It Is What It Is, Not What It Was: Making Born Digital Heritage
The preservation of digital media in the context of heritage work is both seductive and daunting. The potential replication of human experiences afforded by computation and realized in virtual environments is the seductive part. The work involved in realizing this potential is the daunting side of digital collection, curation, and preservation. In this lecture, I will consider two questions. First, Is the lure of perfect capture of data or the reconstruction of “authentic” experiences of historical software an attainable goal? And if not, how might reconsidering the project as moments of enacting rather than re-enacting provide a different impetus for making born digital heritage?
My Art, My Collection: Collecting, Curation and Creativity in Popular Art Communities
Researchers from social science, art and design and the humanities have begun to study image-based social networks such as DeviantArt and Tumblr for their unique properties and the relatively distinct social roles they perform for users. This paper extends the questions posed by this research to include the practices of users developing archives and galleries of their own artwork – especially popular art such as illustration, concept art, promo art, character pieces and digital comics.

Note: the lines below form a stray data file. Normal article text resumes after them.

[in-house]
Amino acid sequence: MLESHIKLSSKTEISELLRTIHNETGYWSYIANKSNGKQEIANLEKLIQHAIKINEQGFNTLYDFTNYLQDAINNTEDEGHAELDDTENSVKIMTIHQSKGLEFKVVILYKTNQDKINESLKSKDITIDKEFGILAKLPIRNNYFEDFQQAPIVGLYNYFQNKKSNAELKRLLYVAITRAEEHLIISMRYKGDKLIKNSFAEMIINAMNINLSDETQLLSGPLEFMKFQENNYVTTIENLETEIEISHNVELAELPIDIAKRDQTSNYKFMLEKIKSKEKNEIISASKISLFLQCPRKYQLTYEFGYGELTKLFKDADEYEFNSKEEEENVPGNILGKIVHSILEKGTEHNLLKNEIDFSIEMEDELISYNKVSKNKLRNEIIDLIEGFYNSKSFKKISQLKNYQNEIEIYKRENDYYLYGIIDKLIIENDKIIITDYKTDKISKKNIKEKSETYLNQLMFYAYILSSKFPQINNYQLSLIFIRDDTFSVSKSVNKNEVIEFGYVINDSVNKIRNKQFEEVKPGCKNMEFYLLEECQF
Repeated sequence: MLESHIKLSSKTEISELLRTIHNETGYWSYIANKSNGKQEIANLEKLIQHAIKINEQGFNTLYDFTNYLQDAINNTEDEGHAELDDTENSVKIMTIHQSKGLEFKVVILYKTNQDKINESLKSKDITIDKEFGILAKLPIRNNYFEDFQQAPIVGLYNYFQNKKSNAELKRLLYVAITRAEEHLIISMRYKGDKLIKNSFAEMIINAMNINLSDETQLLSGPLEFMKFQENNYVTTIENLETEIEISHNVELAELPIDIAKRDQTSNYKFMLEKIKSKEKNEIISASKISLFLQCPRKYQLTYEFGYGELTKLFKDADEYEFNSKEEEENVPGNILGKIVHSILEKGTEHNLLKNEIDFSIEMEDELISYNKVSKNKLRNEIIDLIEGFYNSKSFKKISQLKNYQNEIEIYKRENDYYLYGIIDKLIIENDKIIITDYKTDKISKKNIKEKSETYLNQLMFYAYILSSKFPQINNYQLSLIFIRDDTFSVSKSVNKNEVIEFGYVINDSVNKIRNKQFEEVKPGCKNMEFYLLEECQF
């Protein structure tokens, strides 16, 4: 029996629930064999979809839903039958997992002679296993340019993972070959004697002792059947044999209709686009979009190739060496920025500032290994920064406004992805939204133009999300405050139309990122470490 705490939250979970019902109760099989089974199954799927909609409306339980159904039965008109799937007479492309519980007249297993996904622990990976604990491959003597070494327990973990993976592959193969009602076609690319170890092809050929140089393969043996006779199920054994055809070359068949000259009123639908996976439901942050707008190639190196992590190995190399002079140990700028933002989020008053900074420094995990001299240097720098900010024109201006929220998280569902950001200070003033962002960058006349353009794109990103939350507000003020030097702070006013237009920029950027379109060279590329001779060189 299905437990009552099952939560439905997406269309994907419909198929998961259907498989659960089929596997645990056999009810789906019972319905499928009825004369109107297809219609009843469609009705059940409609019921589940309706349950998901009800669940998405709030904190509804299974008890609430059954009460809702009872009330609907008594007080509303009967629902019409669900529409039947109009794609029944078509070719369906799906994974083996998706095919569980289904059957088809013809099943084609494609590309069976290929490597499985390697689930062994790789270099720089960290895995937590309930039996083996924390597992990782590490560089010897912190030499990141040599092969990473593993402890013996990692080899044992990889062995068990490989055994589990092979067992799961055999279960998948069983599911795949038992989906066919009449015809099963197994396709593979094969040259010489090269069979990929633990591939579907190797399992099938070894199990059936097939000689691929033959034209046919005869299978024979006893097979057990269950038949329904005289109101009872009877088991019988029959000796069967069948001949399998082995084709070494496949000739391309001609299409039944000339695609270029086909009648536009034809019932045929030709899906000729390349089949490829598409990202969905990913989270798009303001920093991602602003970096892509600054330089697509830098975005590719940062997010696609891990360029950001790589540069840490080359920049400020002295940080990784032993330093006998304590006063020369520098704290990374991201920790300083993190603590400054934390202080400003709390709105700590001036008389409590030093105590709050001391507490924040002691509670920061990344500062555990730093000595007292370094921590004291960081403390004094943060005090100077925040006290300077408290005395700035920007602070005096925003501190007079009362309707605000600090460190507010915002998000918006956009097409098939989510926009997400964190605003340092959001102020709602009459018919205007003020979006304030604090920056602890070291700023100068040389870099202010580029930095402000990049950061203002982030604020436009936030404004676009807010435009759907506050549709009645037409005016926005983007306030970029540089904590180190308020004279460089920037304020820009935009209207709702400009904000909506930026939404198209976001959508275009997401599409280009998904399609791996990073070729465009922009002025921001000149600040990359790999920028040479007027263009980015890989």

While much of the research into these platforms understands and frames them as social networks, the amateur and independent artist logistics that are unique to the popular arts are also mappable as practices of self-curation and self-archiving. Because amateur and independent artists use these spaces to build new work, collect reference material and support friends participating in the same space, previously distinct categories of practice quickly blur.